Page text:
This month’s issue completes our 2017 regional focus on the Czech Republic. Aside from a few stylistically daring films which elude categorization (a phenomenon which luckily attends each of our regional focuses), our view of the Czech film landscape brought out two dominant strands this year: typical arthouse films which address generic topics such as family problems and existential angst; and socio-political films (often documentaries) that address peripheral topics beyond dominant discourses in the public sphere. Thus cinema in the Czech Republic can still claim a role in disrupting commercial rhythms, which is particularly surprising as many of the documentaries that formed our coverage of the latter strand were produced by Czech Television. This not only calls for a readjusting of common views about Eastern Europe’s monolithic and essentially backward state culture. It further suggests that the resources for a positive renewal of the self-understanding of countries like the Czech Republic can be summoned endemically. In spite of the ever problematic state of Czech politics, we want to end on this more positive note by emphasizing pockets of progressiveness within an ocean of resentment…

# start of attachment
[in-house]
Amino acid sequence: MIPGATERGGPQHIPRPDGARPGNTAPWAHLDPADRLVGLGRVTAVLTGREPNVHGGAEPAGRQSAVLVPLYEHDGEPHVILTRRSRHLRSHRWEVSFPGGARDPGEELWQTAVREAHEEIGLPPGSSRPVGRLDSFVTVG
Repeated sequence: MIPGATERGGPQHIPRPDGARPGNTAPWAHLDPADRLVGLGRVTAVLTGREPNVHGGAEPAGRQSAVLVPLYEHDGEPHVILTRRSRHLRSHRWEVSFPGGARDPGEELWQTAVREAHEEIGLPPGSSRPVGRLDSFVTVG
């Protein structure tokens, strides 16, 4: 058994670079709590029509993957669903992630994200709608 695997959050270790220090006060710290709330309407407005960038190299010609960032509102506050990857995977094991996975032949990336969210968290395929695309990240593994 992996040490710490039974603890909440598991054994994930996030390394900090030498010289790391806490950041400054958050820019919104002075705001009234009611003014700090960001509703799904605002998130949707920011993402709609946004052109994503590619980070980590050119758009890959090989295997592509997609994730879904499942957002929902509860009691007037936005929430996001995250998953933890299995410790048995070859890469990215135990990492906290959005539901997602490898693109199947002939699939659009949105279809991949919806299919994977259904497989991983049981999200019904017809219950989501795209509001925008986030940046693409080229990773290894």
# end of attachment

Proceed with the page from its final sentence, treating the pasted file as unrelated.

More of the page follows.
A film from this month’s issue which perfectly exemplifies the above mentioned strand of critical documentaries commissioned by Czech TV is Apolena Rychlíková’s The Limits of Work, which uncovers the forgotten peripheries of the Czech economy. Like that film, Roland Vranik’s The Citizen tries to make its topic (in this case the refugee crisis) relatable by approaching through a protagonist of flesh and blood. Meanwhile, Kantemir Balagov’s Kabardo-Jewish drama Closeness tries to cross the tribal divides it deals with through an appeal to the justified claims of an individual, whereas Hanna Slak’s The Miner deals with events of such magnitude the only consolation it can offer is to be taken symbolically. Finally, our December issue includes a review of Satan Says Dance, arguably yet more contemporaneous, through which Rosłaniec takes a critical look at the “Selfie” generation.
We hope you enjoy our reads.
Konstanty Kuzma & Moritz Pfeifer